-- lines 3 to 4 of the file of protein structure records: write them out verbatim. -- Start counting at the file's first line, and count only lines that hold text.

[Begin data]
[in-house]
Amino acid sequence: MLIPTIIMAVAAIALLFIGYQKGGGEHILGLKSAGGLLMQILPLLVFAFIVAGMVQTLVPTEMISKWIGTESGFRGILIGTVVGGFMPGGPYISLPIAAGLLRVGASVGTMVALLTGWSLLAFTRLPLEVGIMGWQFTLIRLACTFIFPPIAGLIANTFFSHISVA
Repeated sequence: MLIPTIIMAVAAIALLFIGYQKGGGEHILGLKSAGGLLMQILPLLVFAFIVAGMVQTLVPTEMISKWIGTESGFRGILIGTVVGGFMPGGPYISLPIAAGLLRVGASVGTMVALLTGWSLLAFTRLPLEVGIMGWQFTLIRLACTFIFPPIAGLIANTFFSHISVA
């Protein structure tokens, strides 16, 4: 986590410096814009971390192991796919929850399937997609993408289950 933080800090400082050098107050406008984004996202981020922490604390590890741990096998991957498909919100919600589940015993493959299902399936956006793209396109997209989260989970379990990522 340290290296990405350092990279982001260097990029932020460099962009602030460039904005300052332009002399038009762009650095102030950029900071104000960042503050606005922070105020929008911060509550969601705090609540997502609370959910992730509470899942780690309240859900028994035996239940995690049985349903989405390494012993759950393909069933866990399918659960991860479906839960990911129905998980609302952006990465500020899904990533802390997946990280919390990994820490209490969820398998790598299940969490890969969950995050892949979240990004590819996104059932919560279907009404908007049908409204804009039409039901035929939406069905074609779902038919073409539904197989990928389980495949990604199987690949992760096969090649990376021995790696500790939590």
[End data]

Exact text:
Repeated sequence: MLIPTIIMAVAAIALLFIGYQKGGGEHILGLKSAGGLLMQILPLLVFAFIVAGMVQTLVPTEMISKWIGTESGFRGILIGTVVGGFMPGGPYISLPIAAGLLRVGASVGTMVALLTGWSLLAFTRLPLEVGIMGWQFTLIRLACTFIFPPIAGLIANTFFSHISVA
């Protein structure tokens, strides 16, 4: 986590410096814009971390192991796919929850399937997609993408289950 933080800090400082050098107050406008984004996202981020922490604390590890741990096998991957498909919100919600589940015993493959299902399936956006793209396109997209989260989970379990990522 340290290296990405350092990279982001260097990029932020460099962009602030460039904005300052332009002399038009762009650095102030950029900071104000960042503050606005922070105020929008911060509550969601705090609540997502609370959910992730509470899942780690309240859900028994035996239940995690049985349903989405390494012993759950393909069933866990399918659960991860479906839960990911129905998980609302952006990465500020899904990533802390997946990280919390990994820490209490969820398998790598299940969490890969969950995050892949979240990004590819996104059932919560279907009404908007049908409204804009039409039901035929939406069905074609779902038919073409539904197989990928389980495949990604199987690949992760096969090649990376021995790696500790939590």